Wednesday, November 06, 2019

On to December

Houston mayor: Sylvester Turner and Tony Buzbee.

Wearing his Marine jacket, rolling up his right sleeve so that his shark tattoo was visible, and appearing more than slightly intoxicated at his election night party, Buzbee would be a complete embarrassment if he were elected mayor of the nation's fourth-largest city.  He would be no more accountable to the electorate than Trump.

Continuing with additional Houston results:

I'll have some early predictions for the runoffs here later.

HD-148 (replacing Farrar):  With three precincts still out at 6:30 a.m., Anna Eastman (D, 20.3%) and Luis La Rotta (R, 15.8%).

Early prediction: Eastman will hold this seat for the Blues.

HD-28 (replacing Zerwas): Eliz Markowitz (D, 39%) and Gary Gates (R, 28%).

Early prediction: Since Markowitz was the only Democrat here, her share of the vote bodes ill for her flipping the seat.  Gates will be a lousy replacement for the principled John Zerwas.

HD-100: Unless a recount alters the outcome, the Democrats will select one of Lorraine Birabil and James Armstrong III or Daniel Clayton.

And all statewide propositions passed except for Prop 1.

Monday, November 04, 2019

The Weekly Wrangle

With the week's round-up, the Texas Progressive Alliance thanks you for casting your ballot.

Tuesday is Election Day. Texas voters will decide the fates of 10 constitutional amendments, elect three new state representatives (or at least narrow the fields to two candidates per seat), elect local officials and settle other propositions and special elections.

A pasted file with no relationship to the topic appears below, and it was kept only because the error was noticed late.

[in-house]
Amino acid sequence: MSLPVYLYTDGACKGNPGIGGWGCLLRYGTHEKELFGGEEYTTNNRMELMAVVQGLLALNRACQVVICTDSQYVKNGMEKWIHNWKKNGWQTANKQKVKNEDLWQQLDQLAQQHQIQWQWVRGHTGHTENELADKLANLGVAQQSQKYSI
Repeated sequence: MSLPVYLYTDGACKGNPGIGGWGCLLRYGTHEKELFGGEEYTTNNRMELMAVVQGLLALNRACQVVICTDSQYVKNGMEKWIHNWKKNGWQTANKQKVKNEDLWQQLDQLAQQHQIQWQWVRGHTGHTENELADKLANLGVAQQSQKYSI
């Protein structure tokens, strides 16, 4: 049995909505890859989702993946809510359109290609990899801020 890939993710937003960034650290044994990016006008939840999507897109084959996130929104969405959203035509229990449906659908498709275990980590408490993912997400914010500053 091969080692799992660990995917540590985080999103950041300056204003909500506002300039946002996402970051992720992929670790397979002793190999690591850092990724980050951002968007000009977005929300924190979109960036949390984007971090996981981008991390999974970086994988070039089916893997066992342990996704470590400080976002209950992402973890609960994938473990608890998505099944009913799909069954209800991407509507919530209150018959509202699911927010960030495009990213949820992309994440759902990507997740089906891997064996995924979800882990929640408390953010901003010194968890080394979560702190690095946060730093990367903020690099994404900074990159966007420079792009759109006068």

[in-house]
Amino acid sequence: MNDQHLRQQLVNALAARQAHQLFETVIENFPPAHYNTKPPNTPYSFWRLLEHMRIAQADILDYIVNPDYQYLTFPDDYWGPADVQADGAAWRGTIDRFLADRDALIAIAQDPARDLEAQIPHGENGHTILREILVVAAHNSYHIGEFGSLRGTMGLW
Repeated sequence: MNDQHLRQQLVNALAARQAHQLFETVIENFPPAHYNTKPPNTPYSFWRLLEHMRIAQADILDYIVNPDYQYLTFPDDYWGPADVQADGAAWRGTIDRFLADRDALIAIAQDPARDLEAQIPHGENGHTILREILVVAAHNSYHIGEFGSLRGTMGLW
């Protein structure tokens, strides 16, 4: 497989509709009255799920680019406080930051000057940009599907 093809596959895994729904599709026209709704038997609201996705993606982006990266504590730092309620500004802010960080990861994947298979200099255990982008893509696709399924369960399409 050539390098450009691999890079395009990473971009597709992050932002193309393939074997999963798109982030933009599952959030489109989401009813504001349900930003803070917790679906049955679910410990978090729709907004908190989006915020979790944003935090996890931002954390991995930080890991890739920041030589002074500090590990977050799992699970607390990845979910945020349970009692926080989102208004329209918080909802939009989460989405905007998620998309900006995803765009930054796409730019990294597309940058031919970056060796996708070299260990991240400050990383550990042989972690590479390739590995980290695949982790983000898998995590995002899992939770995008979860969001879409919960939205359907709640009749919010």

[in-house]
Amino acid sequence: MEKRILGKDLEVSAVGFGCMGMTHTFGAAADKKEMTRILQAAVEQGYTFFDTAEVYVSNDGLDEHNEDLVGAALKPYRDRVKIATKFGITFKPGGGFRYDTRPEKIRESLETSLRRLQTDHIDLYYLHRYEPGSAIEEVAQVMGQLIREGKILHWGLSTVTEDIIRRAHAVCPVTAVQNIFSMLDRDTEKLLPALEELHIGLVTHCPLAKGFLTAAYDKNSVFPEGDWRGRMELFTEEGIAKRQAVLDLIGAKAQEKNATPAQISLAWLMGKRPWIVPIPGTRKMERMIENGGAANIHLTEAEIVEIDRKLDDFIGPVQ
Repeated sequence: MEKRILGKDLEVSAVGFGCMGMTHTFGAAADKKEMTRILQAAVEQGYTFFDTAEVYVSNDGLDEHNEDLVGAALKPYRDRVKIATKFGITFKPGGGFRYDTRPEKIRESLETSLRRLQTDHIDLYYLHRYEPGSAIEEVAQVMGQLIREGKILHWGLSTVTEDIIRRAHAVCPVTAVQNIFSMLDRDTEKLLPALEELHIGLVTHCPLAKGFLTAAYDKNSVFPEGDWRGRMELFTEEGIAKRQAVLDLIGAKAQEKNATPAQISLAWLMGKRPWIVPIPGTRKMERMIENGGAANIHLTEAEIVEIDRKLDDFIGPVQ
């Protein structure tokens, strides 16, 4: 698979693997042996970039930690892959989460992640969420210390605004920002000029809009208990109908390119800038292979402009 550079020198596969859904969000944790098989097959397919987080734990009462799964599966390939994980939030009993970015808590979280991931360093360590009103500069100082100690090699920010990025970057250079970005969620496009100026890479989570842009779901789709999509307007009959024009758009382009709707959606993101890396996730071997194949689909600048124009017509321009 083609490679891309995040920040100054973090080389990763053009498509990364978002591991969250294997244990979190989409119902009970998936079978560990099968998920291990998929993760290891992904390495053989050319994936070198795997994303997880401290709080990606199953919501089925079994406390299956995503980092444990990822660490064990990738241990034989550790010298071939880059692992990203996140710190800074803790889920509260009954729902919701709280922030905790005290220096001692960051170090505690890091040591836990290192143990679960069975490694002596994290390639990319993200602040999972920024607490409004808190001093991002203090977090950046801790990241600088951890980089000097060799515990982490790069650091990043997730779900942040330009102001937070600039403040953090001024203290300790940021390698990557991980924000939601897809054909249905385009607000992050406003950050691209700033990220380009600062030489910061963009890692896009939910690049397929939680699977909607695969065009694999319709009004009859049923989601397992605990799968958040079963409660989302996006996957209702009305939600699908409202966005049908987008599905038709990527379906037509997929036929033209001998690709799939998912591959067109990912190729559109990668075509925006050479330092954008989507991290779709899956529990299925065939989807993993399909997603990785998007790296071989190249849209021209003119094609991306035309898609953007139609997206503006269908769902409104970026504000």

Harris County early in-person and mail ballot voting will be released shortly after polls close at 7 p.m., but Election Day tallies will be delayed to the wee hours of Wednesday morning.  The Texas Secretary of State's requirement that all MBBs at polling places throughout the county must be physically transported to the central counting station -- rather than electronically transmitted remotely -- means a long wait deep into the night for the ('unofficial') final results, or you can just go to bed and read about who won and who lost right here.

About 800,000 Texans voted early statewide, accounting for 5% of registered voters. Roughly one out of every five early votes was cast in Harris County, where early turnout was 6.5%. Turnout in Dallas County was just south of 3%. Early turnout exceeded 10% in 19 of the state’s 254 counties, peaking at 28% in Deaf Smith County, where voters are considering a $36 million bond package for a new sheriff’s office and jail. Reported turnout was less than 1% in six counties. The lowest reported early turnout was in Starr County, where 0.3% of registered voters have cast ballots.